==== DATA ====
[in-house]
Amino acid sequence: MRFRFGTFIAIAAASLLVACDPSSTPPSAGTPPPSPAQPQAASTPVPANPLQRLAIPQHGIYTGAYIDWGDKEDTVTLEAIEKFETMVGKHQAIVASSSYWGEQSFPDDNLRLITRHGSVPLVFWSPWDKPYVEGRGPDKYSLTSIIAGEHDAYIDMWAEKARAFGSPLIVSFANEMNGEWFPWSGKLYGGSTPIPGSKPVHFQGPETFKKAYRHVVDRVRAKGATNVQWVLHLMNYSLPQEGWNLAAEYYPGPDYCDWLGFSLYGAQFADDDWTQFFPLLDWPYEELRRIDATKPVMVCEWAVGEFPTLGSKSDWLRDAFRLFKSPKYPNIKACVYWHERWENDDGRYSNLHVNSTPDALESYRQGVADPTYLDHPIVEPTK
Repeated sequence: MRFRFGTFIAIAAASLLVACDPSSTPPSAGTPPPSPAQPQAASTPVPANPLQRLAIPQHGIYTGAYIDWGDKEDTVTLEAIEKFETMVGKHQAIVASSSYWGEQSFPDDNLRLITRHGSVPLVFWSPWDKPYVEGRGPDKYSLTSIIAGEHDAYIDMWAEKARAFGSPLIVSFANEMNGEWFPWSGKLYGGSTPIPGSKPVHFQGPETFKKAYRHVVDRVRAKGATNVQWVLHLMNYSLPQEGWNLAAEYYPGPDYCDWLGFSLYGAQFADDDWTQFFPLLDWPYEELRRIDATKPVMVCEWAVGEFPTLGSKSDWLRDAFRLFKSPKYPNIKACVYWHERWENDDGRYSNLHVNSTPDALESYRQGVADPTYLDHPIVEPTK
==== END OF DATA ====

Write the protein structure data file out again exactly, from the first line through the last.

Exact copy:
[in-house]
Amino acid sequence: MRFRFGTFIAIAAASLLVACDPSSTPPSAGTPPPSPAQPQAASTPVPANPLQRLAIPQHGIYTGAYIDWGDKEDTVTLEAIEKFETMVGKHQAIVASSSYWGEQSFPDDNLRLITRHGSVPLVFWSPWDKPYVEGRGPDKYSLTSIIAGEHDAYIDMWAEKARAFGSPLIVSFANEMNGEWFPWSGKLYGGSTPIPGSKPVHFQGPETFKKAYRHVVDRVRAKGATNVQWVLHLMNYSLPQEGWNLAAEYYPGPDYCDWLGFSLYGAQFADDDWTQFFPLLDWPYEELRRIDATKPVMVCEWAVGEFPTLGSKSDWLRDAFRLFKSPKYPNIKACVYWHERWENDDGRYSNLHVNSTPDALESYRQGVADPTYLDHPIVEPTK
Repeated sequence: MRFRFGTFIAIAAASLLVACDPSSTPPSAGTPPPSPAQPQAASTPVPANPLQRLAIPQHGIYTGAYIDWGDKEDTVTLEAIEKFETMVGKHQAIVASSSYWGEQSFPDDNLRLITRHGSVPLVFWSPWDKPYVEGRGPDKYSLTSIIAGEHDAYIDMWAEKARAFGSPLIVSFANEMNGEWFPWSGKLYGGSTPIPGSKPVHFQGPETFKKAYRHVVDRVRAKGATNVQWVLHLMNYSLPQEGWNLAAEYYPGPDYCDWLGFSLYGAQFADDDWTQFFPLLDWPYEELRRIDATKPVMVCEWAVGEFPTLGSKSDWLRDAFRLFKSPKYPNIKACVYWHERWENDDGRYSNLHVNSTPDALESYRQGVADPTYLDHPIVEPTK